This Ragam finds mention in Sangita Ranthnakaram, Sangita Makarandam and Sangita Samayasara. Sarngadeva (13th century), in Sangita Rathnakaram, refers to this Ragam as Ranjani and states that this raga was in vogue much earlier than his period.
This majestic Ragam Sankarabharanam is considered the KING of all ragas in Carnatic Music. This Ragam is also found in various Music systems of the World. Its equivalent in Hindustani is the Bilaval Thata (Velavali). In Western music, this is equivalent to the Harmonic Diatonic scale -- C Major. The western notes Doh, Re, Mi, Fa, So, La, Te is set to this Ragam. Lydic (Greek), Ionian (Eccleasitic), and the Meia (Arabic) systems are approximate to Sankarabharanam. In Tamil music Dhevaram, this scale is prevalent as Pazham Panchuram.
Sankarabharanam claims to have a large number of Janya ragams.
The following are very popular Janyams.
This raga falls under Melam 29. This raga's name is Dheera shankarabharanam, the name 'Dhira'' incorporated to obtain the Melam 29 according to KadtapayAdi Gana counting.
SankarAbharaNam pUrNam, SAyam GEyam Cha Sagraham
Raganga Ragam, Sampurnam
Bana Chakram, MA (5th) Ri Gu Ma Pa Dhi Nu
Arohanam SA RI GA MA PA DHA NI
Avarohanam: SA NI DHA PA MA GA RI
(Shadja, Chatusruti Rishabha, Antara Gandhara, Suddha Madhyma, Panchama, Chatusruti Dhaivata, Kakali Nishada)
Janta swara and Dhatu swara Prayogas add to the beauty of the ragam. Important Jiva svaras: GA, Ma, Pa, Ni. Ri, Ga, Ma, Ni are rendered as Kampita svaras Ga, Ma, Ni, sa are Nyasa svaras Ma and Pa are amsa svaras Ri, Dha are used as dirgha svaras. Compositions begin in Sa, Ga, Ma, or Pa.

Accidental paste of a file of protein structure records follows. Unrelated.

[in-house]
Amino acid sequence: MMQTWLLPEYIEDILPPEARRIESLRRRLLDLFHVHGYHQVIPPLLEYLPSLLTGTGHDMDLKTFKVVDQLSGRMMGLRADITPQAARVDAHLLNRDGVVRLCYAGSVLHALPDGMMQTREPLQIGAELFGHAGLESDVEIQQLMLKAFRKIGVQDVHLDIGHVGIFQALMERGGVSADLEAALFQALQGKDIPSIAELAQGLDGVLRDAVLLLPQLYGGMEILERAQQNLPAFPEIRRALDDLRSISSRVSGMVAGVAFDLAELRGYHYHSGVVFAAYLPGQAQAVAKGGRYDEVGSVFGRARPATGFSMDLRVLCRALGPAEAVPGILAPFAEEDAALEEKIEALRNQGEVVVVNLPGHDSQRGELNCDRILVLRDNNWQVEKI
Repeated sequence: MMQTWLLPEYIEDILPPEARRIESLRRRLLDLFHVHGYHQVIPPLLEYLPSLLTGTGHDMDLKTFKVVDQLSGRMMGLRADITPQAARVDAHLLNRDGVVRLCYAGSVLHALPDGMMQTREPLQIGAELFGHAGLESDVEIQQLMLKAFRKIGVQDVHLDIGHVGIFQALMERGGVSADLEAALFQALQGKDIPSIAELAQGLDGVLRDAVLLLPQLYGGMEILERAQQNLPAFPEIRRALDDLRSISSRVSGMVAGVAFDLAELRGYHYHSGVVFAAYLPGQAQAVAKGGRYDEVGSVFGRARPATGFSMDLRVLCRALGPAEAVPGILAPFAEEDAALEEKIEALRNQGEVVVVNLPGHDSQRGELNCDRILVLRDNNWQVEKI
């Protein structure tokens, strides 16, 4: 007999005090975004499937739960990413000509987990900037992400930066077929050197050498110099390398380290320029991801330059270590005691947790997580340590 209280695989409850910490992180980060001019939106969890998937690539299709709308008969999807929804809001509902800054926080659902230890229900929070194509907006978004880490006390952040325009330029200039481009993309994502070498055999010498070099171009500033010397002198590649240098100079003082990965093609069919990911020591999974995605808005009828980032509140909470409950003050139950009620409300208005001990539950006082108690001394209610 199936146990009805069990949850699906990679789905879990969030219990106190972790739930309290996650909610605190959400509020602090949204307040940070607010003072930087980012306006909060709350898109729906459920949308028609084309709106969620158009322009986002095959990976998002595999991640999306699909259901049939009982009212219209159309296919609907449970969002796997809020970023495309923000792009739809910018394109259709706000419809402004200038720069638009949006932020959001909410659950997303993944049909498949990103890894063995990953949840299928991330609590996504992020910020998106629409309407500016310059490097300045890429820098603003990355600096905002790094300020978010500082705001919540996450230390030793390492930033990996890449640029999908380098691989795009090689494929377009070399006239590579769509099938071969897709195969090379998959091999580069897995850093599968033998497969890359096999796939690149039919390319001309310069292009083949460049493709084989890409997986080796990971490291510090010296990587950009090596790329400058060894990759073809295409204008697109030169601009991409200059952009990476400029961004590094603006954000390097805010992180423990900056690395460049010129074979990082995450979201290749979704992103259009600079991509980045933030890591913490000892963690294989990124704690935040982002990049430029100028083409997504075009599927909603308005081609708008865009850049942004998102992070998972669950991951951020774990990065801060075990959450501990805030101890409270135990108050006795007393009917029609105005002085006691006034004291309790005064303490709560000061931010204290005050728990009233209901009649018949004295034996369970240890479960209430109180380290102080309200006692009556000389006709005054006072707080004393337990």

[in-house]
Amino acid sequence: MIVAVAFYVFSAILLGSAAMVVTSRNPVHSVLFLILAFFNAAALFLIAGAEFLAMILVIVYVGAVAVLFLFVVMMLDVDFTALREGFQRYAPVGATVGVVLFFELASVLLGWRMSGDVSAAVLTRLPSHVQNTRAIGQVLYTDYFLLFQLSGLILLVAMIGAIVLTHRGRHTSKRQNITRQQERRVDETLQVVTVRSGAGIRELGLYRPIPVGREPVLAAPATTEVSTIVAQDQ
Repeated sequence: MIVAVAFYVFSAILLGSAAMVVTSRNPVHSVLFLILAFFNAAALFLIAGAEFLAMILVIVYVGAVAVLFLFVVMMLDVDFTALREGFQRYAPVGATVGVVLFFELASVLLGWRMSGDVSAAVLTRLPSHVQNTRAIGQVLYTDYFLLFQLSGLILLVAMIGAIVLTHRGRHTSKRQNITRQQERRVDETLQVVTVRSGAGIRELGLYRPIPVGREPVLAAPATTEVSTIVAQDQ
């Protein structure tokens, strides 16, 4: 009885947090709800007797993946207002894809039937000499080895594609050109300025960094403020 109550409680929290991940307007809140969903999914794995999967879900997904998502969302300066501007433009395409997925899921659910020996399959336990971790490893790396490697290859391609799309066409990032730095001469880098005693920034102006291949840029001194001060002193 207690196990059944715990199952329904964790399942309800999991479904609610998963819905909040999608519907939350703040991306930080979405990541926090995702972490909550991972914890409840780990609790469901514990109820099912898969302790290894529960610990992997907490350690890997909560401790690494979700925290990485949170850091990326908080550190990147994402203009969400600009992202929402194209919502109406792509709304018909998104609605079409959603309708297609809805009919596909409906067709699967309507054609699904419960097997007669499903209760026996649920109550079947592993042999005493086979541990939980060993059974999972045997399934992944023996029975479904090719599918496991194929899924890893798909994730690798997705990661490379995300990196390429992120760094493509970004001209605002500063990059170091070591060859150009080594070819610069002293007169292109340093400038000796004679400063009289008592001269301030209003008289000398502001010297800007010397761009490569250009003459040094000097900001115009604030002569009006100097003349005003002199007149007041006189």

A sarva svara Murchchana Karaka meLam, which, by the process of Model shift of tonic (Graha Bhedam) produces Kharaharapriya (Ri Murchchana), Todi (Ga Murchchana), Kalyani (Ma murchchana), Harikambhoji (Pa murchchana), and Natabhairavi (Dha murchchana).
Some anecdotes related to Sankarabharanam
Tanjavur Narasayya, a court musician in Tanjavur court (18th century) was so proficient in rendering this Ragam, that he became known as Sankarabharanam Narasayya.
The majestic composition Akshaya Lingha Vibho by Muthuswami Dikshitar has the following story behind it: At Kivakur (Keezh Velur), when Dikshitar sang this piece, the door of the Garbha Graham suddenly opened wide for him to have the holy darshan.
In the western film 'Sound of Music', the song 'Doe a deer' sung by Julie Andrews resembles reasonably with Sankarabharanam (except with a slight touch of Pratimadhyamam in the end).
The Telugu film 'Sankarabharanam' has been very popular, and created an awareness on Classical music to the common man. The song 'Omkara nadanu sandhana' sung by SP Balasubramanian is a very popular one.
Muthuswami Diskhitar has to his credit around 40 songs in Western melody, known as Nottu Swara sahityam, all in Sankarabharanam, in various Talams.
Nottu Swara Sahitayams